So what I would say to the leaders, you will shape your organization if you want men in the organization to have honest conversations and you're a male leader, you have to do it yourself. If you're female leader. I mean you're probably more qualified and to be honest, but it's probably the same principle providing with us with a really safe environment as a female leader. So it probably doesn't matter too much whether it's a male ceo or a female ceo it's really is providing that same space for everyone in the organization, but particularly the men as we know, you know, I've spoken about this before. Women are more likely to have a deeper conversation really, you know frank. So it's incumbent on that ceo, no matter what the demographic or where they come from and who they are or whatever to create a safe inspired environment, there's so much information around.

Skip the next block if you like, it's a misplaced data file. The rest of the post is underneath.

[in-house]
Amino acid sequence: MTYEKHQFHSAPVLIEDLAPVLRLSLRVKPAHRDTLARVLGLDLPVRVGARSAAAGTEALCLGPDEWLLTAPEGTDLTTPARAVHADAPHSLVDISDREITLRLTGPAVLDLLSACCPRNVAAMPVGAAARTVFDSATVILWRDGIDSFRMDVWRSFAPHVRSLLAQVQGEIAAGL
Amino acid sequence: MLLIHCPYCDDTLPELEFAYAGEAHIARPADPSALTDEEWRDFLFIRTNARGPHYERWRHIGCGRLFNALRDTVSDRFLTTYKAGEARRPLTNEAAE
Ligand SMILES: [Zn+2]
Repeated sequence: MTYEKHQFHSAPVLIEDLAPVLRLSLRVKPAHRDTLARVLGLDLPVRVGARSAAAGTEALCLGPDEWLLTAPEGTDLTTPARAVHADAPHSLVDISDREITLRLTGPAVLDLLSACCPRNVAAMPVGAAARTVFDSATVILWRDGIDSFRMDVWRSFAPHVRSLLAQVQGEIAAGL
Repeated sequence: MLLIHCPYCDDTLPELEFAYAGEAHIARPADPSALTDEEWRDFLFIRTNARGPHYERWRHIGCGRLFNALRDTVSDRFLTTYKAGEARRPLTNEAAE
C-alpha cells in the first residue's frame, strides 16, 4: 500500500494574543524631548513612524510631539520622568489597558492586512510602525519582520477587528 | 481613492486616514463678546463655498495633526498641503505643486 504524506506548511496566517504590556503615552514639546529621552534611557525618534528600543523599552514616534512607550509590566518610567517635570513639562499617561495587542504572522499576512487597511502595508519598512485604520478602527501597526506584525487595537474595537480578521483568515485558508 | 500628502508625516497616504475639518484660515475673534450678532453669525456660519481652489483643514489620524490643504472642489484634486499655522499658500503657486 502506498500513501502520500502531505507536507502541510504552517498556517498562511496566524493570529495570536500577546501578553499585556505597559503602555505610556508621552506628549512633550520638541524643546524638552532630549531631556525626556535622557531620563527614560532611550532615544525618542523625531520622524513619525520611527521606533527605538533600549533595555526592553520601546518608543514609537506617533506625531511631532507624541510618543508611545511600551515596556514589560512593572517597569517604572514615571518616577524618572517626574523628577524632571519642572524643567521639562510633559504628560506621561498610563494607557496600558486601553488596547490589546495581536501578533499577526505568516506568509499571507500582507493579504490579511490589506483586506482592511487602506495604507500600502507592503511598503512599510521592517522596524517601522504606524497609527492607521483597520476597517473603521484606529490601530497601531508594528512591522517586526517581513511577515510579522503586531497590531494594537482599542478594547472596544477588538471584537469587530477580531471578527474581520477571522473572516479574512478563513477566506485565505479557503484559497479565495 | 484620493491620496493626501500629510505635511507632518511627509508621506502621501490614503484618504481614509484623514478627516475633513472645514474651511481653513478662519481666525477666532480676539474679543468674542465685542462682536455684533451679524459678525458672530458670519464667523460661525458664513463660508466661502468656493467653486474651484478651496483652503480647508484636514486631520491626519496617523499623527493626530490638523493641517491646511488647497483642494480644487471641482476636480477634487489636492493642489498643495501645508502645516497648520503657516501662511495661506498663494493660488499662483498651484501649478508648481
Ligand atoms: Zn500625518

Most people would hear. Brown a Brown has become an advocate of staff vulnerability and honest conversations and psychological safety. So what I would implore the leaders walk the walk, don't just talk the talk. So many companies talk about people and they don't really care to be perfectly frank. Absolutely have the conversation and do something about it. Do you still see the old school, you know, men's mentality in a lot of, certainly a lot of, I noticed in a lot of bigger businesses, there's still that really old old school boys kind of mentality going on. Do you think we need to change that from a very young level? I mean, I know your son Dylan is running amazing courses for younger men to help them develop. So do you think that we need to provide more at an educational level about mental health and mental health? We've got a captive audience manned of kids. Last time I went to school I didn't have an option.